Three books (soldiers’ diaries of the Great War)


To Fight Alongside Friends: the First World War Diaries of Charlie May edited by Gerry Harrison (2014)

One of the kindest, funniest, most thoroughly decent men I have ever met, on or off the page, Captain Charles May wrote his diaries primarily for his wife and baby daughter. Patient, good-humoured accounts of the frustrations of endless training, delayed actions and the confusion of war – but also vivid description of friendships, everyday courage, and evening horse rides along the Somme valley. The final entry is at 5.45am on July 1, 1916.

I listened to To Fight Alongside Friends on Audible back in the days when I communted to work. I missed two trains during the closing chapters when I had to retreat to the far end of platform 12 at Reading to weep.

The War Diary of the Master of Belhaven 1914-1918 by Hon Ralph GA Hamilton (1924)

I must admit I fell a bit in love with Lieutenant Colonel Ralph Hamilton when I read his diary on Kindle. He spends his time planning bombardments with maps and coloured pins, getting drunk with French artillery officers, and picking snowdrops for his wife back in London (to be delivered the next day by a subaltern going on leave). And then along come the first of the German offensives in late March 1918:

I cannot describe the whole day; it was too confused, but it was a wonderful experience I would not have missed for anything.

Two days later he’s dead. The book closes with the War Office telegram to his wife and a post-humously delivered letter asking her to send him more shirts.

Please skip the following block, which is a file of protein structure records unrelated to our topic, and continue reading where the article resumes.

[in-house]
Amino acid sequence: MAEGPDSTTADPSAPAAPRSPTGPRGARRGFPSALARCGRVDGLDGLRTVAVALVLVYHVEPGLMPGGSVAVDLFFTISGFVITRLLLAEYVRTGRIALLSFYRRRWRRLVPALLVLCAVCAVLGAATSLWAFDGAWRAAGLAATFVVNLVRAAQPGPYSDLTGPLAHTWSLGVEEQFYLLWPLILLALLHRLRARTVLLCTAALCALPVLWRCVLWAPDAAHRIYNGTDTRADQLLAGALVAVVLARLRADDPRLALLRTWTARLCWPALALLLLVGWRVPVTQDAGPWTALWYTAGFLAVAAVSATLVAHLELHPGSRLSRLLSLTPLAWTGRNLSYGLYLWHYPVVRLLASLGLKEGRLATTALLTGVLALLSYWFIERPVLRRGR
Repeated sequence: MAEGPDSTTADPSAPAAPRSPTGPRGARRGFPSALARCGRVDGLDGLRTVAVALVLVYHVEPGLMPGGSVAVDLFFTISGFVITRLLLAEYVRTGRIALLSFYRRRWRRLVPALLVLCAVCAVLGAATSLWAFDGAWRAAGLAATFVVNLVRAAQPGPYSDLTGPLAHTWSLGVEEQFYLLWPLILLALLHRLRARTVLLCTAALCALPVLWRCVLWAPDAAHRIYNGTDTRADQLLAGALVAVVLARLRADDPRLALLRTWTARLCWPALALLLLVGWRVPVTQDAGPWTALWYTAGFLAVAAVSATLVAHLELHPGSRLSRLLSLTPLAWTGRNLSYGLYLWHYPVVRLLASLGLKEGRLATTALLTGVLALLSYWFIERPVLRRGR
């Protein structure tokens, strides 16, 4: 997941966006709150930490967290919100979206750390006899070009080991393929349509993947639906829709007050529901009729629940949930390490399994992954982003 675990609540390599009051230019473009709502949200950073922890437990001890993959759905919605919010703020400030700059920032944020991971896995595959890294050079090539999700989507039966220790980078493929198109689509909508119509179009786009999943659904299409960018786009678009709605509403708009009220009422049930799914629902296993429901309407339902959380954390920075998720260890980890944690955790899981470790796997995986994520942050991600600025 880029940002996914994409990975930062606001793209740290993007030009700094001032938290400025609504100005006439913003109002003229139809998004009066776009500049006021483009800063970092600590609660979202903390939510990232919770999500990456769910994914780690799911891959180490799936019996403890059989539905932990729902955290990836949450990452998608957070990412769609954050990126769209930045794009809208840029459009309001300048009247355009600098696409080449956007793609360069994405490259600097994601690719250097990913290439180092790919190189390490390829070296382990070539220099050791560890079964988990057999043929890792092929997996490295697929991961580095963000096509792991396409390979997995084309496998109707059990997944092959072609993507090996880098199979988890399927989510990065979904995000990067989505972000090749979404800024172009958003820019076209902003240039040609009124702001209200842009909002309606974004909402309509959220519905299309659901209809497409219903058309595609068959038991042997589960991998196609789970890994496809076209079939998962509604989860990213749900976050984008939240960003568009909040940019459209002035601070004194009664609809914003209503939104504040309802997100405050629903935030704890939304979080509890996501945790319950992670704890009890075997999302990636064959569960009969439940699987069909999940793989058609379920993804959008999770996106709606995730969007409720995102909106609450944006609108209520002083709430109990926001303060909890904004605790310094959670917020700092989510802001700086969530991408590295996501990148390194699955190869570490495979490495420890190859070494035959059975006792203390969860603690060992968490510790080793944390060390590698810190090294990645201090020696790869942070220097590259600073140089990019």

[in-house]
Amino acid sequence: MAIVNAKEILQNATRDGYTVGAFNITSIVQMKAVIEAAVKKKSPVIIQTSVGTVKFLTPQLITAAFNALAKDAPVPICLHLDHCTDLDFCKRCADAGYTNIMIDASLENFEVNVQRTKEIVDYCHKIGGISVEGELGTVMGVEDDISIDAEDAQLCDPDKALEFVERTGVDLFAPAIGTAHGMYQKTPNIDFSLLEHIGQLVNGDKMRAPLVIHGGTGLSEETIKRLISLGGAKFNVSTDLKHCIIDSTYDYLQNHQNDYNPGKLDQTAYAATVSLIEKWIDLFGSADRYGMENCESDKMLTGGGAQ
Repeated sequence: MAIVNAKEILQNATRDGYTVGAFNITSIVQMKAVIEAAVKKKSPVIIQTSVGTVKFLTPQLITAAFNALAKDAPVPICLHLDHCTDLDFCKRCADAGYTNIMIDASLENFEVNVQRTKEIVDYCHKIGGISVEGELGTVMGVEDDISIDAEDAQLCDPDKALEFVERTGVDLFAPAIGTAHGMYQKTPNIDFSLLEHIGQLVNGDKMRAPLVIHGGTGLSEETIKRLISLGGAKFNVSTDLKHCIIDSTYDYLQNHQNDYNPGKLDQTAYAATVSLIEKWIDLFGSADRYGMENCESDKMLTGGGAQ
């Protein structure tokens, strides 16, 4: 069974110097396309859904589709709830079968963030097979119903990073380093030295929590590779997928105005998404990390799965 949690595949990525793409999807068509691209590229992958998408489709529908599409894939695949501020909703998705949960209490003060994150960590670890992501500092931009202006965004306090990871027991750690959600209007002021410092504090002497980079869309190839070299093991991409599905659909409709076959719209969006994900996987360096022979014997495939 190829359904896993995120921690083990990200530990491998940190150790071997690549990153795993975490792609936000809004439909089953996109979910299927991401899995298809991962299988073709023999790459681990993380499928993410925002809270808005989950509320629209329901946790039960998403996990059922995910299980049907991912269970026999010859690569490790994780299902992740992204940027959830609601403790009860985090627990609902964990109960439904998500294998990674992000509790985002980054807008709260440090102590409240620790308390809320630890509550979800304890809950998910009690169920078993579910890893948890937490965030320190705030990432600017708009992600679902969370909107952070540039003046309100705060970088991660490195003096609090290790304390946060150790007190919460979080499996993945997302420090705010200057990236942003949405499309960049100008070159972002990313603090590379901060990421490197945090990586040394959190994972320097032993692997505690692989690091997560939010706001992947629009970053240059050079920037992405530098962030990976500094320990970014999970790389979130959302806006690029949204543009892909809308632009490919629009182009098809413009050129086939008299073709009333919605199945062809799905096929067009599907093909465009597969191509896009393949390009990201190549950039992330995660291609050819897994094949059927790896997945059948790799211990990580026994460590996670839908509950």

Sapper Martin: The Secret Great War Diary of Jack Martin edited and introduced by Richard van Emden (2009)

Jack died in 1970 at the age of 85. I somehow knew when I was reading his diary that he would survive the war. He’s tough, intelligent, and totally irreverent. An engineer turned signaller, he and his section are usually off doing their own thing; setting up observation posts, laying telephone lines, dodging officers, brewing tea, finding a decent estaminet.

But Jack has a soft side as well. He plays the piano in the NCOs’ mess, leads the singing on marches, and admits to loving his mates. Here he is in August 1917:

When we were passing through the outskirts of St Omer, we saw some English girls (WAACs) – the first we have seen since we have been out here. It was something of a shock to us and we had a funny feeling inside which forced tears into our eyes so that we turned our heads away from each other.





About Hannah

Author of literary historical fiction set in the First World War. Revising my first book, writing the next, seeking representation. Mountaineer, gardener, traveller, off-road runner. Africa, modern history, coffee, roses, films, book and unrealistic romance. NHS midwife in a former life.
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